Complementing his great height, Bol possessed exceptionally long limbs (inseam 49 inches (120 cm)), large hands and feet (size 16 1/2). His arm span, at 8 feet 6 inches (2.59 m), is (as of 2013) the longest in NBA history, and his reach was 10 feet 5 inches (3.18 m). He was extremely slender, limiting his offensive capability. When he arrived in the United States, he weighed 180 pounds (82 kg) and had gained just under 20 pounds (9.1 kg) by the time he entered the NBA. The Washington Bullets sent Bol to strength training with University of Maryland coach Frank Costello, where he could initially lift only 45 pounds (20 kg) on 10-rep bench press and 55 pounds (25 kg) on 10-rep squat (his BMI was 15.3 and he initially had a 31" (80 cm) waist).
Bol started playing soccer (association football) in 1972 but abandoned the game because he was too tall. During his later teens, he started playing basketball, playing in Sudan for several years with teams in Wau and Khartoum, where he experienced prejudice from the northern Sudanese majority. While still living in Sudan, Bol apparently held an $80-a-month (1983 U.S. $) job in the Sudanese military and played on the national team. Coach Don Feeley from Fairleigh Dickinson University saw Bol play basketball in Khartoum and convinced him to go to the United States. Bol was drafted by the San Diego Clippers in the 5th round of the 1983 NBA draft (97th overall), but the league ruled that Bol had not been eligible for the draft and declared the pick invalid. He was then invited to Cleveland by Cleveland State University head basketball coach Kevin Mackey, but he didn't speak or write English very well at the time. He improved his English skills after months of classes at ELS Language Centers on the Case Western Reserve University campus, but not enough to qualify for enrollment at Cleveland State, and he never played a game there. Five years later, Cleveland State was placed on two years' probation for providing improper financial assistance to Bol and two other African players. He enrolled at the University of Bridgeport, a Division II basketball school, and played college basketball for the Purple Knights there in the 1984–1985 season. He averaged 22.5 points, 13.5 rebounds and 7.1 blocks per game. The team, which previously drew 500–600 spectators, routinely sold out the 1,800 seat gym. This was followed by a short stint with the Rhode Island Gulls of the USBL.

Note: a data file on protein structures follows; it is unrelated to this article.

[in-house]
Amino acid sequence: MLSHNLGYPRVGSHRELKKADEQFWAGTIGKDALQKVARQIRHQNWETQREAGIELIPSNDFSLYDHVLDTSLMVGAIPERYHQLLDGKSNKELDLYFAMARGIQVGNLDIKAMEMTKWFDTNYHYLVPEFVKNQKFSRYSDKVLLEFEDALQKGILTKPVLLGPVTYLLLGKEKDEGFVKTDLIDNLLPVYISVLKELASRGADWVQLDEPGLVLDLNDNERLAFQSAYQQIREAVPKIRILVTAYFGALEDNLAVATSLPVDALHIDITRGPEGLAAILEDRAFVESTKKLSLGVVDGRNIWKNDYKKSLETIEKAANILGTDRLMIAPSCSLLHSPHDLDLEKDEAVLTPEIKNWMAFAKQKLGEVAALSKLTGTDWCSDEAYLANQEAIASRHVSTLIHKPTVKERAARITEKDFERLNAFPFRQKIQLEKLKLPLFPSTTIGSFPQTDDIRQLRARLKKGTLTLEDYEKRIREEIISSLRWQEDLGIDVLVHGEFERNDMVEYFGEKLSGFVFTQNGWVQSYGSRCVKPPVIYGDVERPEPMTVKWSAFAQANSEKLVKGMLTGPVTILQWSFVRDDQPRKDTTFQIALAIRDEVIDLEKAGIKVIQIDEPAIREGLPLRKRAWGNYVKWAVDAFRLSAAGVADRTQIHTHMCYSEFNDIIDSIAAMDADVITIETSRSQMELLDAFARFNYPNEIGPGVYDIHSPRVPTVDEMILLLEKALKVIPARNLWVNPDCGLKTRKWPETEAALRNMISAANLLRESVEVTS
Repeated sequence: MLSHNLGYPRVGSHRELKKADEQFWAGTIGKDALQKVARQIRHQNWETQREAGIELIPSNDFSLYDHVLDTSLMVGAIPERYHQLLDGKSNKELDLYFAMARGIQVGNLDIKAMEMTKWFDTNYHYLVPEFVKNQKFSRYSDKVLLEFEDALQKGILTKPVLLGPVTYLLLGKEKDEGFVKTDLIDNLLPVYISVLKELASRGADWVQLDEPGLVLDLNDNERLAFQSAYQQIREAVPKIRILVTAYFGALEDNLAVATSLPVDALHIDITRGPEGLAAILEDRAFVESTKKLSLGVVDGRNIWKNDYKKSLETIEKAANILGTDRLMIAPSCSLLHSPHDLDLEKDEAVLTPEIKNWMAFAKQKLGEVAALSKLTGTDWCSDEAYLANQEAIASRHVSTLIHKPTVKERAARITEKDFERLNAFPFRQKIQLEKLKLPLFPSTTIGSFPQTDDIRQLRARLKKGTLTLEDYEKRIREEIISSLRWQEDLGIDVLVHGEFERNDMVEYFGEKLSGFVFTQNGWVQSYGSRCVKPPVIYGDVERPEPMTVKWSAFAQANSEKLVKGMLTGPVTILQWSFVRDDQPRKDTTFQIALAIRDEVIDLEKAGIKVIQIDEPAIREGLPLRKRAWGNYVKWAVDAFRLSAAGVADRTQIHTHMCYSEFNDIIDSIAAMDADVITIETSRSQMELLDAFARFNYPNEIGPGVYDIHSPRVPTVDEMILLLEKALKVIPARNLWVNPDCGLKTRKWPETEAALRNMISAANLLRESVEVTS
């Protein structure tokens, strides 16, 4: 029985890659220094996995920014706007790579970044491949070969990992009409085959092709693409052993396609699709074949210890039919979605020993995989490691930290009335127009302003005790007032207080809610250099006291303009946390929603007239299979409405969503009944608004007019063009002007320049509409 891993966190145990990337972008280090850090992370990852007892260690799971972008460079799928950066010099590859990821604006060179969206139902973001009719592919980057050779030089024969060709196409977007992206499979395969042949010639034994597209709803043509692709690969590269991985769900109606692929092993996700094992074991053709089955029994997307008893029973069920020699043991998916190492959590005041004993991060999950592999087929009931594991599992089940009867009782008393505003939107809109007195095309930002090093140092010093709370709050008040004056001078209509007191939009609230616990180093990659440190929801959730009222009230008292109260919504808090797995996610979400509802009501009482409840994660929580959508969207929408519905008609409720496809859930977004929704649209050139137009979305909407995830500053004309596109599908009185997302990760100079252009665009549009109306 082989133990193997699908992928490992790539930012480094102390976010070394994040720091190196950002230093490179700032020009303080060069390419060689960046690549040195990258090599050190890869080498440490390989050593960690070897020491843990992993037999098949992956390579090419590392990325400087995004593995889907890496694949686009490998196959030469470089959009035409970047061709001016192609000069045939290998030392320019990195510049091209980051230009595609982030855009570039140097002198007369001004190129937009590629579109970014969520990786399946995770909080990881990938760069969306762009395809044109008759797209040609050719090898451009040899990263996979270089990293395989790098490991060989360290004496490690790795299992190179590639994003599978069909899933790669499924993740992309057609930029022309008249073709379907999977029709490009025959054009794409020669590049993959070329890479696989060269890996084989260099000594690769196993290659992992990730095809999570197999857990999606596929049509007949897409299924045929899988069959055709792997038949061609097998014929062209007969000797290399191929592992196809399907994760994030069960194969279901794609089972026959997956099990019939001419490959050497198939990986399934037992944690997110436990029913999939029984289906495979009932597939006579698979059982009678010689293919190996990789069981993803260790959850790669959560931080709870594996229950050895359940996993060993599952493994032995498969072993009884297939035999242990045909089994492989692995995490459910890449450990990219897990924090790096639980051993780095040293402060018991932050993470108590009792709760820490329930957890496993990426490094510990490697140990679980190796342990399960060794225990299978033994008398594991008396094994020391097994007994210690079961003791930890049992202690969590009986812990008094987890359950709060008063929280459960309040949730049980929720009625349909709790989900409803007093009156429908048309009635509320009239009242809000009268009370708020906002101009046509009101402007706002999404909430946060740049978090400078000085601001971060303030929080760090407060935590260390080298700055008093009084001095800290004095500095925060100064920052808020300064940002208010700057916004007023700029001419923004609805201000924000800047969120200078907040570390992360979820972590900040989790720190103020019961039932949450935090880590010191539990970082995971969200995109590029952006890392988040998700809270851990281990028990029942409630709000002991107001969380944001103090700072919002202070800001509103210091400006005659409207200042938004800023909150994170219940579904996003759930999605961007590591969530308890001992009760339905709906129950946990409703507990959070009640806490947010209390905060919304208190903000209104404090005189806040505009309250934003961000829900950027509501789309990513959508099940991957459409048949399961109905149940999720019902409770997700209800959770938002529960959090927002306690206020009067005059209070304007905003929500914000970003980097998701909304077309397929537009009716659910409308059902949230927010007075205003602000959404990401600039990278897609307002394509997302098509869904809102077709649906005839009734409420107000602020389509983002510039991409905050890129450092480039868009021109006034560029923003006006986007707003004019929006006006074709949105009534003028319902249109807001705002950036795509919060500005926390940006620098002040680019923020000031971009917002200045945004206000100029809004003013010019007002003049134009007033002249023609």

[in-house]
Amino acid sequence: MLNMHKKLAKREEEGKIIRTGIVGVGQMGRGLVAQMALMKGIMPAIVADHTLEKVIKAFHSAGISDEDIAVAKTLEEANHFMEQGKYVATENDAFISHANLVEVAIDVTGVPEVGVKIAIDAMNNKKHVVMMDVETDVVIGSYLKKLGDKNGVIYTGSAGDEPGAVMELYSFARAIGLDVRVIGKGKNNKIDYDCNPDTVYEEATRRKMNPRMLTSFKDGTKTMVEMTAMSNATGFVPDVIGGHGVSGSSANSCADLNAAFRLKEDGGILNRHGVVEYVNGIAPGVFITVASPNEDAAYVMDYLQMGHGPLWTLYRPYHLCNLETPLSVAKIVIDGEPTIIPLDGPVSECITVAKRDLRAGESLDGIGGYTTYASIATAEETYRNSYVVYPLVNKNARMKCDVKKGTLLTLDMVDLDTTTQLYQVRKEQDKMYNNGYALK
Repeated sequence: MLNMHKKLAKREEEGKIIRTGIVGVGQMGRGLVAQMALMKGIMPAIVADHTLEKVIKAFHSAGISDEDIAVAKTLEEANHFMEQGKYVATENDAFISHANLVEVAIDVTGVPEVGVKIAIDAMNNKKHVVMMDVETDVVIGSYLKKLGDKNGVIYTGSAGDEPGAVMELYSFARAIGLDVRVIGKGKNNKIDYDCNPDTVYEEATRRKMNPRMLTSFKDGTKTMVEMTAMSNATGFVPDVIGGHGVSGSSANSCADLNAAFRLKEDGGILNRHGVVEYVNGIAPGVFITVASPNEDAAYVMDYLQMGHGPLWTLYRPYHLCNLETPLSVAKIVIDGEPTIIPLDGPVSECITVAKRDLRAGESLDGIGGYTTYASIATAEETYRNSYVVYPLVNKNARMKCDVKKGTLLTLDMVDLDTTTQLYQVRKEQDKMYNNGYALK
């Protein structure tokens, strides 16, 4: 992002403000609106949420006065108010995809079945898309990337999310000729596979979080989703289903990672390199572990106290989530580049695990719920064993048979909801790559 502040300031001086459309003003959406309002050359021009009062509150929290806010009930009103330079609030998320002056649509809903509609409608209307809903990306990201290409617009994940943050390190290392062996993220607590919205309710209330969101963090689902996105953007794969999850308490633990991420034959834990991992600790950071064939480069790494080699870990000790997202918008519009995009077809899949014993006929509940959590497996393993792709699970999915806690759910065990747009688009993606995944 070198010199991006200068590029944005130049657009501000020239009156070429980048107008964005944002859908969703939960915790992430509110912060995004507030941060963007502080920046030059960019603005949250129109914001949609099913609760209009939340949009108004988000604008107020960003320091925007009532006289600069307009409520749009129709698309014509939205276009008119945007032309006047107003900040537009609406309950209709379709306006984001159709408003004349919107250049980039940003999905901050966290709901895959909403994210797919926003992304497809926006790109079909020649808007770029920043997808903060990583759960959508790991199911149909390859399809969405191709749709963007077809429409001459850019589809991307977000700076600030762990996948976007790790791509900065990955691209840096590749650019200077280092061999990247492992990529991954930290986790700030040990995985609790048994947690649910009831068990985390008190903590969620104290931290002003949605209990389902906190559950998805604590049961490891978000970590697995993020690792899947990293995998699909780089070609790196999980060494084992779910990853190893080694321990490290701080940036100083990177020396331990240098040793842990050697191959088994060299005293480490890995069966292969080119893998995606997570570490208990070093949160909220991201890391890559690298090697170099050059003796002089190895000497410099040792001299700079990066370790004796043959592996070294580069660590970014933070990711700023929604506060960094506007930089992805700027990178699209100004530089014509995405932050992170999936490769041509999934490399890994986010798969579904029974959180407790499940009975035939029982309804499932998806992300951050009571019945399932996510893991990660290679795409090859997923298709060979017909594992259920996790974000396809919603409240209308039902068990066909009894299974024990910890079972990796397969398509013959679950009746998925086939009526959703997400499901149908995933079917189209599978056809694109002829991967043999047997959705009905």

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Going into the 1985 NBA draft, scouts felt that Bol needed another year or two of college, but Bol opted for the draft because he felt that it was the only way to earn enough money to get his sister out of Sudan, which was in a state of political unrest at the time. In 1985, Bol was drafted as the seventh pick in the second round by the Washington Bullets (31st overall). He played in the NBA for ten years, from 1985 to 1995, spending parts of four seasons with the Bullets, parts of three with the Golden State Warriors, parts of four with the Philadelphia 76ers and part of one season with the Miami Heat. In 1987, the Bullets drafted the 5 ft 3 in (1.60 m) point guard Muggsy Bogues, pairing the tallest and shortest players in the league on the court for one season.